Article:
I remember having to explain to people here why I could not possibly teach in American public schools. They would finally understand that my teaching History or Civics in U.S. schools would be the equivalent of an avowed atheist teaching religion in a Quebec Catholic school.

    The argument you gave for a soldier to fight wars, ie., put aside his personal beliefs and follow orders, is the one that was used at the Nuremberg Trials, and rejected. Look up Immanuel Kant's categorical imperative for a more erudite argument for the necessity of doing more than slavishly following orders. Before you argue that my comparison goes too far, perhaps you should realize that one of my former softball teammates served in VietNam and was involved in the MyLai massacre.
    Apr 18 06:47 PM | Likes Like |Link to Comment
  • Wall Street Breakfast: Must-Know News [View article]
    Buckoux - This all started when I was refuting the argument that illegal immigration was the cause of U.S. economic woes. I pointed out that Canada also has immigrants, that Europe has an open labor market, and that the illegal status of many immigrants in the U.S. was of little difference except for their legal status.

    Now, you have forgotten the original point, and turned into a 19th century imperialist, ignoring the people involved with the justification being the Monroe Doctrine, a self proclaimed and self-serving document.
    Apr 18 06:21 PM | Likes Like |Link to Comment
  • Wall Street Breakfast: Must-Know News [View article]
    Buckoux - Since all countries have done silly things to tragically worse things, by your standard, anyone from anywhere but a blameless country stating a political opinion is being "hypocritical". Strange logic! Oh gee, I guess that's another hypocritical comment.
    Apr 18 05:49 PM | Likes Like |Link to Comment
  • Wall Street Breakfast: Must-Know News [View article]
    Buckoux - Most Americans would think that the official results of the 2000 election was a greater error. For most, no elaboration is needed.
    Apr 18 01:27 PM | Likes Like |Link to Comment
  • Wall Street Breakfast: Must-Know News [View article]
    Overanalytical - The point I was trying to make is that the immigration problem could be legislated away. Within the European Union, there is free movement of labor. Within NAFTA, there is not, and thus the U.S. has the problem of illegal immigration. As in Europe or Canada, the proper integration of labor into society would be a challenge, but one easier to handle than when the stigma and the legal reality of illegality is presented.

    The presence of illegality allows the stigmatisation and scapegoating of these people, and also of their perfectly legal lookalikes.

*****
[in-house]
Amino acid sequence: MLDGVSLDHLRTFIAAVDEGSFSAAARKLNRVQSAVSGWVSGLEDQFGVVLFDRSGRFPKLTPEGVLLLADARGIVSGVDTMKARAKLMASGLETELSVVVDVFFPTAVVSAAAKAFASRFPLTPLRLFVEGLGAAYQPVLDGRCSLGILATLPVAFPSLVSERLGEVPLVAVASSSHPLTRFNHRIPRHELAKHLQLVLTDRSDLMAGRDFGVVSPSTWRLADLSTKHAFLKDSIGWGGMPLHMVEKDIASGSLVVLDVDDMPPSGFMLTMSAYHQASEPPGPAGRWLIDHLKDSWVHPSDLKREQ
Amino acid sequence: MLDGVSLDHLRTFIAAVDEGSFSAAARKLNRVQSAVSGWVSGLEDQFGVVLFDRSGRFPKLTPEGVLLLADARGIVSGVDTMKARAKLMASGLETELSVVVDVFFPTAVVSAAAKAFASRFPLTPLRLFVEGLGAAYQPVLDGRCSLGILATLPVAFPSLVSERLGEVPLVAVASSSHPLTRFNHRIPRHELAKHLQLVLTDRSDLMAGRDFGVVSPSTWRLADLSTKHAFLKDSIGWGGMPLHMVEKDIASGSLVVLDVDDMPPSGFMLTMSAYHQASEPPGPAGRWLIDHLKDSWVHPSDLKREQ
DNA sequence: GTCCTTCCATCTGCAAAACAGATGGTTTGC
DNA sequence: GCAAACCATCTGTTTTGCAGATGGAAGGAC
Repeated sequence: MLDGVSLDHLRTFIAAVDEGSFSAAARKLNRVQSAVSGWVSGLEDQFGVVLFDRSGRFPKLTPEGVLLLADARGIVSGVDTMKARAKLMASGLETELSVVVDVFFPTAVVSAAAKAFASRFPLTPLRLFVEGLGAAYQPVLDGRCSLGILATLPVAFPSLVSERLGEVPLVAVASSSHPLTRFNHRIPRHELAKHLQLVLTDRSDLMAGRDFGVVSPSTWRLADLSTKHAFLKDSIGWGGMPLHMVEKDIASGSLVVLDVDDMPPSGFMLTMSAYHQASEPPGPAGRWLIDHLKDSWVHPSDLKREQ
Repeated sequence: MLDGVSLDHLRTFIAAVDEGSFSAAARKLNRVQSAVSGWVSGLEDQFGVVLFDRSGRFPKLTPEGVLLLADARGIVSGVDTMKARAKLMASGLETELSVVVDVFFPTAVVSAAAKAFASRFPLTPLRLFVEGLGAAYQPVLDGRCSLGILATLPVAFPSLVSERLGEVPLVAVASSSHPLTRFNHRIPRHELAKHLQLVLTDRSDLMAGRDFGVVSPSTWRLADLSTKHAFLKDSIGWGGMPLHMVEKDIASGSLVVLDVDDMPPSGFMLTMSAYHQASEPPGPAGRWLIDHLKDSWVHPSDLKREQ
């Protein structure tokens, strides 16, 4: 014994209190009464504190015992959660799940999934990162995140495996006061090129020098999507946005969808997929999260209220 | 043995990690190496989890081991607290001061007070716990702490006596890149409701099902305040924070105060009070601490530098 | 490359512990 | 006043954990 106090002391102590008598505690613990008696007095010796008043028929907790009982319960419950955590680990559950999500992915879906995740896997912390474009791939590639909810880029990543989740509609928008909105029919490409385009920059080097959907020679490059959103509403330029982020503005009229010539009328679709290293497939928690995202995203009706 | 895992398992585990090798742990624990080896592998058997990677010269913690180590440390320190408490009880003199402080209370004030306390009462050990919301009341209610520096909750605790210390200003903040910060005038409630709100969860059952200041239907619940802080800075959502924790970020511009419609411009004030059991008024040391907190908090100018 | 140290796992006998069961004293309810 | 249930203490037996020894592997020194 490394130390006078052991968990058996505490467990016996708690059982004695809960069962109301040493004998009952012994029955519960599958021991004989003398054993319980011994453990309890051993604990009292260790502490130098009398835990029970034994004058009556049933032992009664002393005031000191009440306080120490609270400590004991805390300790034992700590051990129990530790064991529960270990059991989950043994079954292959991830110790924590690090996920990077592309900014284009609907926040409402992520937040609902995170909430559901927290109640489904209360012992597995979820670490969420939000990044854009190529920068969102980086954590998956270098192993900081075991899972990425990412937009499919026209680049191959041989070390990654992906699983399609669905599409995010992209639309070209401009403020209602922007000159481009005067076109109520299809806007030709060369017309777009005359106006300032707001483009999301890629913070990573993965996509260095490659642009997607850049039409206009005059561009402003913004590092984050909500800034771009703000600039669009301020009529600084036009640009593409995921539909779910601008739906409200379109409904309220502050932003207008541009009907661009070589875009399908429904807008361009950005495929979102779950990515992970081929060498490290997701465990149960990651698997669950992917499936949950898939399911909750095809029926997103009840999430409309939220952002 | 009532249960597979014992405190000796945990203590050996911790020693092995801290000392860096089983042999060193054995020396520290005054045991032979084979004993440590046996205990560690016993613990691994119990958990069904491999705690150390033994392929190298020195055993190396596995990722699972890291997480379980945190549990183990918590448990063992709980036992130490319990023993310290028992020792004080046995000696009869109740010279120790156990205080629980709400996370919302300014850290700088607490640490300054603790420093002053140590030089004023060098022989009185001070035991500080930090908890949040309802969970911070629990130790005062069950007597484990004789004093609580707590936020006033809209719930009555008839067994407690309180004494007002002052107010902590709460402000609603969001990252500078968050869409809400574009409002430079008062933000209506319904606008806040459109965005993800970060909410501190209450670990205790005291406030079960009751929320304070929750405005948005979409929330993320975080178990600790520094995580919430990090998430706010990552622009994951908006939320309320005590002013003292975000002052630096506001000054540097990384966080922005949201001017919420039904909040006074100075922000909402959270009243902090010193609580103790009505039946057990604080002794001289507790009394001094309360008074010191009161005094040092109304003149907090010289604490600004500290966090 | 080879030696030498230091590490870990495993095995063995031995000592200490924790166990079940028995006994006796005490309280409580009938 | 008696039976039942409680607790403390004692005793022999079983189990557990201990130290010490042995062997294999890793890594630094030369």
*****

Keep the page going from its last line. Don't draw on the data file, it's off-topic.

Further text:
Apr 18 11:49 AM | Likes Like |Link to Comment
  • Wall Street Breakfast: Must-Know News [View article]
    Husker Bob - The U.S. may have the world's highest corporate tax RATE, but it certainly doesn't have the highest corporate taxes. There are too many exemptions in the tax code for that.

    As for minimum wage legislation, it does somewhat limit the widening chasm between rich and poor, and increases demand for goods and services. It also lessens the need for government services. After all, there are limits that the American public will accept even after decades of being told that government is the problem and not a solution, except for defense spending, of course.

    As for the ability of raising a family on a minimum wage, the goal of a living wage a century ago was to be able to lead a no frills life on ONE salary. So much wealth has been created and you give reasons why it should not be a goal of society to provide a floor to make it possible to do so on two salaries. You are proposing the American nightmare to replace the American dream.
    Apr 18 11:01 AM | 2 Likes Like |Link to Comment
  • Wall Street Breakfast: Must-Know News [View article]
    ltsgt1 - I question and wonder about lots of things including the absolutism of those who support a minority viewpoint.
    Apr 18 10:43 AM | Likes Like |Link to Comment
  • Wall Street Breakfast: Must-Know News [View article]
    John - Yes, practically all our prices are a bit higher, and that's before taxes. But a 38% rise in pay would easily cover it. Even adjusted for the presently weak Loonie, there's a 24% difference. But, after all, Canada has always been poorer than the U.S.. But we do like to treat our fellow citizens equitably. A reasonable minimum wage is part of our social contract. Having the freedom to lord it over his neighbor with no pangs of sympathy has unfortunately become part of the social ethos since Ronnie brought back morning to America.

    As for immigration, both Canada and the U.S. accept people from around the world - our top five are China, the Philippines, India, Pakistan and yes, the U.S.. No, we don't have an illegal immigration problem. But, if the U.S. acted differently, maybe it wouldn't either. After all, the land Mexicans are comong to used to be theirs, until 1846.
    Apr 17 10:03 PM | 2 Likes Like |Link to Comment